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Ann Emerg Med. 2002 Sep;40(3):280-6.

The accuracy of noncontrast helical computed tomography versus intravenous pyelography in the diagnosis of suspected acute urolithiasis: a meta-analysis.

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Division of Emergency Medicine, Hamilton Health Sciences Corporation and McMaster University, Hamilton, Ontario, Canada.



We determine the accuracy of noncontrast helical computed tomography (NHCT) compared with that of intravenous pyelography (IVP) in diagnosing acute urolithiasis.


Computerized searches of MEDLINE and EMBASE were combined with hand reviews of major journals and of articles from reference lists. Articles were assessed according to a priori criteria for inclusion. Study eligibility was independently assessed by 2 reviewers in a blinded fashion. Test results were combined and analysis of log-transformed data was conducted by using general linear models.


No disagreement was found between the 2 investigators in terms of articles that met the inclusion criteria or between the results of the studies. Four studies involving a total of 296 patients met all of the a priori criteria. The pooled positive likelihood ratios (LR+) for NHCT and IVP are 23.15 (95% confidence interval [CI] 11.53 to 47.23) and 9.32 (95% CI 5.23 to 16.61), respectively. The pooled negative likelihood ratios (LR-) for NHCT and IVP are 0.05 (95% CI 0.02 to 0.15) and 0.33 (95% CI 0.23 to 0.48), respectively. The differences between NHCT and IVP were statistically significant for both LR+ (P =.046) and LR- (P =.013). Differences among trials were not statistically significant in either analysis (P =.125 for LR+; P =.114 for LR-).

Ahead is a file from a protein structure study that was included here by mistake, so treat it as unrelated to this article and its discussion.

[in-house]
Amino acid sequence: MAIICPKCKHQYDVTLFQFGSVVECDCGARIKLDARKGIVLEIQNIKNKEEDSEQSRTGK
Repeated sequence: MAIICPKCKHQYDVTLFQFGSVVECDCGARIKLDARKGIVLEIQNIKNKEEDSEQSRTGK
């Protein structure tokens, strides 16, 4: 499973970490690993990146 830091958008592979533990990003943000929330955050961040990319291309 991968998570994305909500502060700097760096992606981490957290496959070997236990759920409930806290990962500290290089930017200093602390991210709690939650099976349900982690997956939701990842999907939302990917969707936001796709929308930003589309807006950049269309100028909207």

The studies analyzed consistently demonstrated NHCT to be superior to IVP in accurately diagnosing acute urolithiasis, and differences between the 2 tests for both LR+ and LR- were statistically significant.

[Indexed for MEDLINE]

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